Ok, Fir, according to Firefighterontheside is about 32 lbs./cu. ft. That’s a nice dense wood. I believe the beams I have that are only 21 lbs/cu. ft must have been Eastern White Pine. So the wood I just measured could in theory still be Douglas Fir. We’ll get to the bottom of it. I was speaking of some architectural decorative beams I have – that have the coloring also of fir but lighter so they are Eastern Pine.

So its probably Fir or Southern Yellow or some other fairly dense pine. We’ll find out.

-- If a bug can't eat it, it isn't good wood

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SlimPickins

121 posts in 1381 days


#5 posted 03-08-2015 03:16 PM

Tomorrow, I’lll ask the construction workers where the wood came from – I like the color because it matches the color of a tall pine tree on my front lawn – a shortleaf pine (southern yellow? blue spruce?) I don’t know, but boy do the colors look to be the same as the pine tree on my front lawn.

Sheeit, out there in Mizzou, you’ve got Black Walnut all over the place!

-- If a bug can't eat it, it isn't good wood

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firefighterontheside

13520 posts in 1323 days


#6 posted 03-08-2015 03:30 PM

Here’s some pics of the old growth yellow pine and doug fir that I’m working with, next to a new piece of yellow pine, which I believe is shortleaf. The Doug fir looks kind of pink, where the old pine is a very dark amber color.the new yellow pine is, well…......yellow.

-- Bill M. "People change, walnut doesn't" by Gene.

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SlimPickins

121 posts in 1381 days


#7 posted 03-08-2015 03:35 PM

Yes, all of my Douglas Fir (particularly young sappy Fir) has that Pinkish color.. When it ages, it turns a nicer red-brown. The Fir you show there is darker and nicer-looking. So the piece I have could still be Fir – it’s not yellowish, it’s more like orange-brown in color. But I’ll have to look closer to see if it has pinkish in the cut parts – where the grain shows.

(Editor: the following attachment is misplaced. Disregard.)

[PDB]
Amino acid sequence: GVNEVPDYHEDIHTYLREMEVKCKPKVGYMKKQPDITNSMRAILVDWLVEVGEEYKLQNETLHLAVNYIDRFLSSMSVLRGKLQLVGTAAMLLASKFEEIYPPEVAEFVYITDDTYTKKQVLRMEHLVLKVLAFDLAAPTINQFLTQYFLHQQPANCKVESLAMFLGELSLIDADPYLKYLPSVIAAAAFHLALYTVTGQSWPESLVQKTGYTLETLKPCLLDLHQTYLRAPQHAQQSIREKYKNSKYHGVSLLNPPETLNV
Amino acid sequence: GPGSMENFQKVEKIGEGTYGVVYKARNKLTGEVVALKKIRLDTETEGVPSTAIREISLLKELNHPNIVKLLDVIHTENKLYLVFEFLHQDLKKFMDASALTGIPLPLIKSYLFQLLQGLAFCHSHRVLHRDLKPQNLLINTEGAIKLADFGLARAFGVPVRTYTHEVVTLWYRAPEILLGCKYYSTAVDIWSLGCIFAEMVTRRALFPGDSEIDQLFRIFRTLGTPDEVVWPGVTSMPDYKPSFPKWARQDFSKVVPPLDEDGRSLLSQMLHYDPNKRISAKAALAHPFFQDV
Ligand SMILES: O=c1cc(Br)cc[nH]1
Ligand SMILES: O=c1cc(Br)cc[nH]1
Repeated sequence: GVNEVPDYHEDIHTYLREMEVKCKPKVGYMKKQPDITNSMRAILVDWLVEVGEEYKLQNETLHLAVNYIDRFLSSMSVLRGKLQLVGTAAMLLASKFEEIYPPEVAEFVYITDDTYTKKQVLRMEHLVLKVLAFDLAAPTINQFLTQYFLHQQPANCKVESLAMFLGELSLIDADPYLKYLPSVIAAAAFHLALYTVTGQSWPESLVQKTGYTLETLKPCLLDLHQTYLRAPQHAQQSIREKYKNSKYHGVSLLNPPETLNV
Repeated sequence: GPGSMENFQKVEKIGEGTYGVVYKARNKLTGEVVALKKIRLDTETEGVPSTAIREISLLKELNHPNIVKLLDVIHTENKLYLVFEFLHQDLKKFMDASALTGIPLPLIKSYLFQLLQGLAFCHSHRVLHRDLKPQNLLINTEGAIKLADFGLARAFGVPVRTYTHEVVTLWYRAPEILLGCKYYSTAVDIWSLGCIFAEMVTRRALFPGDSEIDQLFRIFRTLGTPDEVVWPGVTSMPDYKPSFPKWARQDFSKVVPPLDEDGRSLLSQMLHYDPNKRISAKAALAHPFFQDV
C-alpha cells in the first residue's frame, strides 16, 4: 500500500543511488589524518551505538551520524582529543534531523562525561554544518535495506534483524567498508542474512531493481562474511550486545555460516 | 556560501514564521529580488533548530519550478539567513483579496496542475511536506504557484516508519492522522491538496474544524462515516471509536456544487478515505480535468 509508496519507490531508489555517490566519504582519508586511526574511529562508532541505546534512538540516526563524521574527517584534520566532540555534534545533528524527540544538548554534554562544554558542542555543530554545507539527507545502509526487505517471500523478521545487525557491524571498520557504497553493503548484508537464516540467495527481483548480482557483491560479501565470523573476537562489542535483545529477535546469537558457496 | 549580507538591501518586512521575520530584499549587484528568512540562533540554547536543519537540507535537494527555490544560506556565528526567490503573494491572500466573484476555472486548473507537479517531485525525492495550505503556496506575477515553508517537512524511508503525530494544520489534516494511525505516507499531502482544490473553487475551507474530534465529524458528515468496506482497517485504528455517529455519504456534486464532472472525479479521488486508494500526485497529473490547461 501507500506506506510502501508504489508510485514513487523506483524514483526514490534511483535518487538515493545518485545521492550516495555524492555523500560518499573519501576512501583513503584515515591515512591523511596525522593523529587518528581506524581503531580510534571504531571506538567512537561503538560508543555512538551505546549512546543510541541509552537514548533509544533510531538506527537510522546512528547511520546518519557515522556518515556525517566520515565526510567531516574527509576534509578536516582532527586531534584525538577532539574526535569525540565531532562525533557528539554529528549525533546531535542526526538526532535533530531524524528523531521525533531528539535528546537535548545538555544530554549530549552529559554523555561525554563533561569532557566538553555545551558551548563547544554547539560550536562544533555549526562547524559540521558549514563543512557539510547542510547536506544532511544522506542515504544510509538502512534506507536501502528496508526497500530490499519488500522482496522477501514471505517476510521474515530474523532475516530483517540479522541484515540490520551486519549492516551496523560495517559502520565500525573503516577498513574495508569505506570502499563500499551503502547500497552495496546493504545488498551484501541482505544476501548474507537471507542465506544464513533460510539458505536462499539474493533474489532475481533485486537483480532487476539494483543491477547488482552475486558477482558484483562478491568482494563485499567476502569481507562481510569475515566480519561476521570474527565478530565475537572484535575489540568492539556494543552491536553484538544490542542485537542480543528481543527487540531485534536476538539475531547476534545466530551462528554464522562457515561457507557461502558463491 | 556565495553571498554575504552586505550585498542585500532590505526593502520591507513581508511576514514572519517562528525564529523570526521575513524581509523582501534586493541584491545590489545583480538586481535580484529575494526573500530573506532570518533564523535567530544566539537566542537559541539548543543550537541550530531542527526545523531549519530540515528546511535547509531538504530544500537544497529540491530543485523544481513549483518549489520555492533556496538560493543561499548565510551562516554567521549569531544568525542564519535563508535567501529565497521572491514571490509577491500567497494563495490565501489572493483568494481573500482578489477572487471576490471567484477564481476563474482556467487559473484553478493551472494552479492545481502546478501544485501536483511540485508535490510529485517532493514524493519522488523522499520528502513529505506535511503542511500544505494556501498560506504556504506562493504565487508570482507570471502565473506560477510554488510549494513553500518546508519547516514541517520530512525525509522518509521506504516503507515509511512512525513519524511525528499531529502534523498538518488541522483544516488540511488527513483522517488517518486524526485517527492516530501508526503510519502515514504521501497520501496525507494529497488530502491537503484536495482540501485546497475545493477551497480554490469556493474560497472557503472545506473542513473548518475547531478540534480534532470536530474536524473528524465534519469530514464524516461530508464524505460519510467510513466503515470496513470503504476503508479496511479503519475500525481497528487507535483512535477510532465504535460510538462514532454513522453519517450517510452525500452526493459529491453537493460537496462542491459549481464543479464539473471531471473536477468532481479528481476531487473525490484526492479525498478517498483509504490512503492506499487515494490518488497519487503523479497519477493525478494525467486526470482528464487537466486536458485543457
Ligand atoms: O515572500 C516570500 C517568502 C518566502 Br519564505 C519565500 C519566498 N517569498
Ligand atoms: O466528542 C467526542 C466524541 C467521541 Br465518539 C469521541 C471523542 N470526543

If it were white oak, I would run a chemical test. I don’t know of one for Fir. Well, I’ll keep this one open for a few days.

Thanks for the pics of your woodworking lumber.

-- If a bug can't eat it, it isn't good wood

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firefighterontheside

13520 posts in 1323 days


#8 posted 03-08-2015 03:37 PM

Yes, I do have some walnut in the barn that was cut locally and several logs still to be milled. A farmer friend of mine had some big walnut logs sitting near his wood pile. They had been sitting there for years. He said, these are walnut do you want them. Yessssss.
My property on the other hand is covered with loblolly, shortleaf, Virginia a few white pines and lots of oak.

-- Bill M. "People change, walnut doesn't" by Gene.

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SlimPickins

121 posts in 1381 days


#9 posted 03-08-2015 03:41 PM

Most Yellow Pine is denser than these pieces. So it could even be Eastern Spruce perhaps. Spruce is 28 lbs./cu. ft. dry.
Yellow Pines are much heavier generally. Even Eastern Spruce can be as dense as 28 lbs/cu. ft.

One thing though – the density of wood depends on whether it’s heart or sap sometimes. The sap is almost always less dense than the deadwood at the center. But this gets complicated. A true old-growth pine is extremely dense at the center, not just a little bit denser. It’s probably as dense as oak.